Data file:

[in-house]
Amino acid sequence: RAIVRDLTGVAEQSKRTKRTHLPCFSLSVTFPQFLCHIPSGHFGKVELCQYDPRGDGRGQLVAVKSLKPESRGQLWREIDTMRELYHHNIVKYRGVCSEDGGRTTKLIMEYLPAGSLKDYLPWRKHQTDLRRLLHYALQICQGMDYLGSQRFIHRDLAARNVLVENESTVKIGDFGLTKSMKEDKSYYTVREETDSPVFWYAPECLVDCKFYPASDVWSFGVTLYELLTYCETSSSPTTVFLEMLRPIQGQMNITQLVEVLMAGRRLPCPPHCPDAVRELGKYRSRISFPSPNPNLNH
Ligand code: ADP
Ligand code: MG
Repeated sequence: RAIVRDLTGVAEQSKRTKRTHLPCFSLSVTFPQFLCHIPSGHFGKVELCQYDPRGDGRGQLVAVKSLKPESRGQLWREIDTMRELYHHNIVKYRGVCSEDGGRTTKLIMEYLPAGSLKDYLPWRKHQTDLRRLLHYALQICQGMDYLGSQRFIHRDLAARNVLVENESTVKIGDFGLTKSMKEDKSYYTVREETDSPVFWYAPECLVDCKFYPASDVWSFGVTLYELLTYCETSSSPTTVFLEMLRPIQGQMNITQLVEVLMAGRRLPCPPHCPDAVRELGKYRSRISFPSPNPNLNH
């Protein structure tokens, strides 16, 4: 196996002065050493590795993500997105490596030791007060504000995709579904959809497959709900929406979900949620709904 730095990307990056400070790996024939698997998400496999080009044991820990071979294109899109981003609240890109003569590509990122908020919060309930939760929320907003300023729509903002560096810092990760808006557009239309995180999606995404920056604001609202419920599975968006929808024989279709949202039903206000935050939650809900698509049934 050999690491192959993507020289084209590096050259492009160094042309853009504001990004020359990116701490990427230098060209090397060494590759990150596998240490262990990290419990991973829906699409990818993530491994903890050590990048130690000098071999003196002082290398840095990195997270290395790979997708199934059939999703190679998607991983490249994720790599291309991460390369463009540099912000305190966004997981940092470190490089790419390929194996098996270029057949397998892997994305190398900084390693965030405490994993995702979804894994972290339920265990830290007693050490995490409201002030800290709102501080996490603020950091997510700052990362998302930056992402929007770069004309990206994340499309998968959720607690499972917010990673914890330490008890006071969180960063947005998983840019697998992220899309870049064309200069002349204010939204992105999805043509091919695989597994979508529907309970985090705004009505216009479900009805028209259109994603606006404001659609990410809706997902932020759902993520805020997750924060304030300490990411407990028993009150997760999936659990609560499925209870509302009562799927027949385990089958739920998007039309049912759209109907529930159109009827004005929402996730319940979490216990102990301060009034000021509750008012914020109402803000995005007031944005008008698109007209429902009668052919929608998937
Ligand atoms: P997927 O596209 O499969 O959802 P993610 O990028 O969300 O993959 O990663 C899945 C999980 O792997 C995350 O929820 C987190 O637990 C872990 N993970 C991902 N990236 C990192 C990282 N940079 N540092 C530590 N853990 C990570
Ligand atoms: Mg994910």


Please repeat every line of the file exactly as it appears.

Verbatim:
[in-house]
Amino acid sequence: RAIVRDLTGVAEQSKRTKRTHLPCFSLSVTFPQFLCHIPSGHFGKVELCQYDPRGDGRGQLVAVKSLKPESRGQLWREIDTMRELYHHNIVKYRGVCSEDGGRTTKLIMEYLPAGSLKDYLPWRKHQTDLRRLLHYALQICQGMDYLGSQRFIHRDLAARNVLVENESTVKIGDFGLTKSMKEDKSYYTVREETDSPVFWYAPECLVDCKFYPASDVWSFGVTLYELLTYCETSSSPTTVFLEMLRPIQGQMNITQLVEVLMAGRRLPCPPHCPDAVRELGKYRSRISFPSPNPNLNH
Ligand code: ADP
Ligand code: MG
Repeated sequence: RAIVRDLTGVAEQSKRTKRTHLPCFSLSVTFPQFLCHIPSGHFGKVELCQYDPRGDGRGQLVAVKSLKPESRGQLWREIDTMRELYHHNIVKYRGVCSEDGGRTTKLIMEYLPAGSLKDYLPWRKHQTDLRRLLHYALQICQGMDYLGSQRFIHRDLAARNVLVENESTVKIGDFGLTKSMKEDKSYYTVREETDSPVFWYAPECLVDCKFYPASDVWSFGVTLYELLTYCETSSSPTTVFLEMLRPIQGQMNITQLVEVLMAGRRLPCPPHCPDAVRELGKYRSRISFPSPNPNLNH
């Protein structure tokens, strides 16, 4: 196996002065050493590795993500997105490596030791007060504000995709579904959809497959709900929406979900949620709904 730095990307990056400070790996024939698997998400496999080009044991820990071979294109899109981003609240890109003569590509990122908020919060309930939760929320907003300023729509903002560096810092990760808006557009239309995180999606995404920056604001609202419920599975968006929808024989279709949202039903206000935050939650809900698509049934 050999690491192959993507020289084209590096050259492009160094042309853009504001990004020359990116701490990427230098060209090397060494590759990150596998240490262990990290419990991973829906699409990818993530491994903890050590990048130690000098071999003196002082290398840095990195997270290395790979997708199934059939999703190679998607991983490249994720790599291309991460390369463009540099912000305190966004997981940092470190490089790419390929194996098996270029057949397998892997994305190398900084390693965030405490994993995702979804894994972290339920265990830290007693050490995490409201002030800290709102501080996490603020950091997510700052990362998302930056992402929007770069004309990206994340499309998968959720607690499972917010990673914890330490008890006071969180960063947005998983840019697998992220899309870049064309200069002349204010939204992105999805043509091919695989597994979508529907309970985090705004009505216009479900009805028209259109994603606006404001659609990410809706997902932020759902993520805020997750924060304030300490990411407990028993009150997760999936659990609560499925209870509302009562799927027949385990089958739920998007039309049912759209109907529930159109009827004005929402996730319940979490216990102990301060009034000021509750008012914020109402803000995005007031944005008008698109007209429902009668052919929608998937
Ligand atoms: P997927 O596209 O499969 O959802 P993610 O990028 O969300 O993959 O990663 C899945 C999980 O792997 C995350 O929820 C987190 O637990 C872990 N993970 C991902 N990236 C990192 C990282 N940079 N540092 C530590 N853990 C990570
Ligand atoms: Mg994910």